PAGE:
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Anatomical Deformities in Hallux Valgus

Hallux valgus deformity is a complex deformity of the first ray that frequently is accompanied by deformity and symptoms in the lesser toes.

There are two forms of the deformity:

See also: Foot Anatomy

What are the anatomical deformities in Hallux Valgus?

There are multiple changes in the bony and soft tissue anatomy as hallux valgus progresses:

  • The proximal phalanx deviates laterally.
  • The first metatarsal head deviates medially leaving the sesamoid complex laterally translated relative to the metatarsal head.
  • Sesamoids remain within the respective head of the flexor hallucis brevis tendon and are attached to the base of the proximal phalanx via the sesamoido-phalangeal ligament.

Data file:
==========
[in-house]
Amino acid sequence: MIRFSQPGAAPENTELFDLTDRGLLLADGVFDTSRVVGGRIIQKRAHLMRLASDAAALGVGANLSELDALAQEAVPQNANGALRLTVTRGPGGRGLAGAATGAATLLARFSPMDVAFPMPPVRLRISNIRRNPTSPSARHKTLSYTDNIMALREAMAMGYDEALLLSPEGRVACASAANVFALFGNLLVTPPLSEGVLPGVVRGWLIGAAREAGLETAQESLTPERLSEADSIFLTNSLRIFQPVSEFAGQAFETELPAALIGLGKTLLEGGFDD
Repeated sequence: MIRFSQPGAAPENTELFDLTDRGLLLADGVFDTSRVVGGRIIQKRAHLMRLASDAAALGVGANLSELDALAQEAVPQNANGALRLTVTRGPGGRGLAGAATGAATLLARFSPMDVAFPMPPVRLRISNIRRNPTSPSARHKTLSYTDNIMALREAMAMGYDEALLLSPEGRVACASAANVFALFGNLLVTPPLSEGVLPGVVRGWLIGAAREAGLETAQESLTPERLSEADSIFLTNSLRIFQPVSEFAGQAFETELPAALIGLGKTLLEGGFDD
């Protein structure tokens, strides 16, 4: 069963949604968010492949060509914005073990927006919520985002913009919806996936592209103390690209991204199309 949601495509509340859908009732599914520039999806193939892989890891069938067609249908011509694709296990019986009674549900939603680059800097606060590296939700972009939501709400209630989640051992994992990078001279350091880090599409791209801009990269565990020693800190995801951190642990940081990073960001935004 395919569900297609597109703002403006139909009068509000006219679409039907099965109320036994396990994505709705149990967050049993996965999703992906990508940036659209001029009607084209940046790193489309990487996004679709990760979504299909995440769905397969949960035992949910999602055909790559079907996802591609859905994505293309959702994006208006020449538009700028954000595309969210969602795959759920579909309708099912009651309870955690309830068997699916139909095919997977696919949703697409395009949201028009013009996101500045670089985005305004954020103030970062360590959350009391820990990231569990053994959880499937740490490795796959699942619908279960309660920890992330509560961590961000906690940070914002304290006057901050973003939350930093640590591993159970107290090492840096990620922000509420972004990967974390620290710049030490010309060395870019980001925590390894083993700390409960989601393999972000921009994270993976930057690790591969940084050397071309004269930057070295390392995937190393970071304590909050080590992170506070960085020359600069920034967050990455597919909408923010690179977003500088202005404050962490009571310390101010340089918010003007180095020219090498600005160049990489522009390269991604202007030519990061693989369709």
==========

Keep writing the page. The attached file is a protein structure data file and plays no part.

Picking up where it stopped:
• Medial MTP joint capsule becomes stretched and attenuated while the lateral capsule becomes contracted.
  • Adductor tendon becomes a deforming force.
  • Medial MTP joint capsule becomes stretched and attenuated while the lateral capsule becomes contracted.
  • Lateral deviation of extensor hallux longus tendon (EHL) further contributes to deformity.
  • Plantar and lateral migration of the abductor hallucis causes muscle to plantar flex and pronate phalanx.
See also: Adult Hallux Valgus
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